Our findings demonstrate that the tripartite synaptic model is incorrect, said Maiken Nedergaard, M.D., D.M.Sc., lead author of the study and co-director of the University of Rochester Medical Center (URMC) Center for Translational Neuromedicine. This concept does not represent the process for transmitting signals between neurons in the brain beyond the developmental stage.

Read More: Study: Model for Brain Signaling Flawed

A Trip to Mars Could Increase Chances of Alzheimer's for Astronauts

Thursday, January 3, 2013

As if space travel was not already filled with enough dangers, a new study out today in the journal PLOS ONE shows that cosmic radiation – which would bombard astronauts on deep space missions to places like Mars – could accelerate the onset of Alzheimer's disease.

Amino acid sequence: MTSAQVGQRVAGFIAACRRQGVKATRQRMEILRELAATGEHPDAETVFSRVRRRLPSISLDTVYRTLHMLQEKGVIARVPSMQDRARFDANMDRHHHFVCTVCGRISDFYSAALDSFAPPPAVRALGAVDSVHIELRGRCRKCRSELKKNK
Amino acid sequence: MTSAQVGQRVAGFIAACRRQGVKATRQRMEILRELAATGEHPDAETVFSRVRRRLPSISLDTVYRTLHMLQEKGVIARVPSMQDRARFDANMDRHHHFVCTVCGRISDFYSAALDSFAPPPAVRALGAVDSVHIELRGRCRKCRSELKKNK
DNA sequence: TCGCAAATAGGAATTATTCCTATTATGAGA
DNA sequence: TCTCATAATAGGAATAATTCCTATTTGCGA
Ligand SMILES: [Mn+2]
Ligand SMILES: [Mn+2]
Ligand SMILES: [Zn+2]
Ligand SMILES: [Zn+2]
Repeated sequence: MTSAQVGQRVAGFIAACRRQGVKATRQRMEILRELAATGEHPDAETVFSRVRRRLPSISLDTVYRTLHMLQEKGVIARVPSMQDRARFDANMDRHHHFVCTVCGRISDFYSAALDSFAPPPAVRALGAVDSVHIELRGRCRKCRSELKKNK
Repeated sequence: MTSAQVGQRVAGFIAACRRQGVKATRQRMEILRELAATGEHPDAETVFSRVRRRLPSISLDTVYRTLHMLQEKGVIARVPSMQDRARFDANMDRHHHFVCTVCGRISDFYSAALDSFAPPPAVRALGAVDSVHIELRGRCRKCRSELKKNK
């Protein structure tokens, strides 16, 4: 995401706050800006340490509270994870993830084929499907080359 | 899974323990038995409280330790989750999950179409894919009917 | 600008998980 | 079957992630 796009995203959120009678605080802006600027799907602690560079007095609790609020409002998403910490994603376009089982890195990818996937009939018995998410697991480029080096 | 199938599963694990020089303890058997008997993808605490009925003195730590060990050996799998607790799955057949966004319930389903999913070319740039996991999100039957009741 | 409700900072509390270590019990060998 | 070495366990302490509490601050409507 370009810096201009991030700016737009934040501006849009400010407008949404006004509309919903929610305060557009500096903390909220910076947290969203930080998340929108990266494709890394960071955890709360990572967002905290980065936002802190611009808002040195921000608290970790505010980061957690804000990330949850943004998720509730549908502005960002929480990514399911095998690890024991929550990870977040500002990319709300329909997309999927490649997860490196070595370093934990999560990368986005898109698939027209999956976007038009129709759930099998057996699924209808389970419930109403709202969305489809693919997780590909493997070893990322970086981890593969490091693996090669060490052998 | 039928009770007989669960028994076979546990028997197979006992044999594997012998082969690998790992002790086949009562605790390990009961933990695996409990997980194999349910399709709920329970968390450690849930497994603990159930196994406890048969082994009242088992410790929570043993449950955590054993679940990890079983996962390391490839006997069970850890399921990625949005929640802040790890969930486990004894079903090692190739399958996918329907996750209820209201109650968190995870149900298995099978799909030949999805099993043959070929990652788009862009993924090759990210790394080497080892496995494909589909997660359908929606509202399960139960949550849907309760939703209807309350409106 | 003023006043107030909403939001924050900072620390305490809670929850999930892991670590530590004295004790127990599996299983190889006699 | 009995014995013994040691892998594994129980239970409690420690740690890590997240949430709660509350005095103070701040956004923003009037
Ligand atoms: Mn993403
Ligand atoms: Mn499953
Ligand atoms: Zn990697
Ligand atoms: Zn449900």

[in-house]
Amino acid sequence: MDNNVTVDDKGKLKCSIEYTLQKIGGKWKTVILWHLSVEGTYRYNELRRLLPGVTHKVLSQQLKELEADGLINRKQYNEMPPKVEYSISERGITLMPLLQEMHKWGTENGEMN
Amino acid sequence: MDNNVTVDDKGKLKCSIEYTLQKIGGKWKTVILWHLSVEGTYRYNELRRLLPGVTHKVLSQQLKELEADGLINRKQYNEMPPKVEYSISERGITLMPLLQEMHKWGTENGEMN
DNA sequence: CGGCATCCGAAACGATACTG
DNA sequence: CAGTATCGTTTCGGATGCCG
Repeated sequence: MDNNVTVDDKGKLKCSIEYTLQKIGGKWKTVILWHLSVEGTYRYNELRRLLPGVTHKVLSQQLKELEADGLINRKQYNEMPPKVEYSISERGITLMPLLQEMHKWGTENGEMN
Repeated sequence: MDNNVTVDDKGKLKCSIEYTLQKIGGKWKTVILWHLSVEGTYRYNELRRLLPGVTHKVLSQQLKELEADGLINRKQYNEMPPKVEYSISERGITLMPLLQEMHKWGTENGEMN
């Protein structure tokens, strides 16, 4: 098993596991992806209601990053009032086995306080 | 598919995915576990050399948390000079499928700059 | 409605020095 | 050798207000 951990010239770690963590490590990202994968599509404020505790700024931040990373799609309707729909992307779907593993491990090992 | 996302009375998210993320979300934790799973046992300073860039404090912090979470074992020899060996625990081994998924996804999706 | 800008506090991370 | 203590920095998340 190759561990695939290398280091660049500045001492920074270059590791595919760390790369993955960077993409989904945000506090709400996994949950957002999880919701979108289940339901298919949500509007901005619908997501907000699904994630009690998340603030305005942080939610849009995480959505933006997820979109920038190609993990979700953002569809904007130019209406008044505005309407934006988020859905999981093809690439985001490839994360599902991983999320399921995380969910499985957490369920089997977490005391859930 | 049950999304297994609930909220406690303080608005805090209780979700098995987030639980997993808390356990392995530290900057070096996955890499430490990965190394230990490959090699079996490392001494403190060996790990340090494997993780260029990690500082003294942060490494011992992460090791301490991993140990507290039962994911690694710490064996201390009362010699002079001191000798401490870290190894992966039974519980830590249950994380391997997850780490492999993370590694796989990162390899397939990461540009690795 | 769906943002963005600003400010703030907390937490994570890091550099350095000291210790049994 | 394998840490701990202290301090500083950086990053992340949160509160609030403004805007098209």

Galactic cosmic radiation poses a significant threat to future astronauts, said M. Kerry O'Banion, M.D., Ph.D., a professor in the University of Rochester Medical Center (URMC) Department of Neurobiology & Anatomy and the senior author of the study. The possibility that radiation exposure in space may give rise to health problems such as cancer has long been recognized. However, this study shows for the first time that exposure to radiation levels equivalent to a mission to Mars could produce cognitive problems and speed up changes in the brain that are associated with Alzheimer's disease.